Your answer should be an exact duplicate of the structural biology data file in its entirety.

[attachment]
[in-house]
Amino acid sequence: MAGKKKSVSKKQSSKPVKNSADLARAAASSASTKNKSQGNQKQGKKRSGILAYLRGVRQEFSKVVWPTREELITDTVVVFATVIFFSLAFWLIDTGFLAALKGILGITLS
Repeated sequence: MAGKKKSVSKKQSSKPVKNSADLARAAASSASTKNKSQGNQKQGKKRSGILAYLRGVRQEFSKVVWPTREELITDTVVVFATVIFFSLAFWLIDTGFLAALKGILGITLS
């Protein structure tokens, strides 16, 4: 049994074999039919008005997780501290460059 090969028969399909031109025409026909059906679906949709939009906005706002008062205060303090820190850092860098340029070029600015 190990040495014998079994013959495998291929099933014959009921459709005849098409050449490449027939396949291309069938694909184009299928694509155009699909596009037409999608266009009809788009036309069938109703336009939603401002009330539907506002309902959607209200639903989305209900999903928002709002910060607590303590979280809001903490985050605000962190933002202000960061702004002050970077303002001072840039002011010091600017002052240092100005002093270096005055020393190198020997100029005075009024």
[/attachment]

[in-house]
Amino acid sequence: MAGKKKSVSKKQSSKPVKNSADLARAAASSASTKNKSQGNQKQGKKRSGILAYLRGVRQEFSKVVWPTREELITDTVVVFATVIFFSLAFWLIDTGFLAALKGILGITLS
Repeated sequence: MAGKKKSVSKKQSSKPVKNSADLARAAASSASTKNKSQGNQKQGKKRSGILAYLRGVRQEFSKVVWPTREELITDTVVVFATVIFFSLAFWLIDTGFLAALKGILGITLS
């Protein structure tokens, strides 16, 4: 049994074999039919008005997780501290460059 090969028969399909031109025409026909059906679906949709939009906005706002008062205060303090820190850092860098340029070029600015 190990040495014998079994013959495998291929099933014959009921459709005849098409050449490449027939396949291309069938694909184009299928694509155009699909596009037409999608266009009809788009036309069938109703336009939603401002009330539907506002309902959607209200639903989305209900999903928002709002910060607590303590979280809001903490985050605000962190933002202000960061702004002050970077303002001072840039002011010091600017002052240092100005002093270096005055020393190198020997100029005075009024």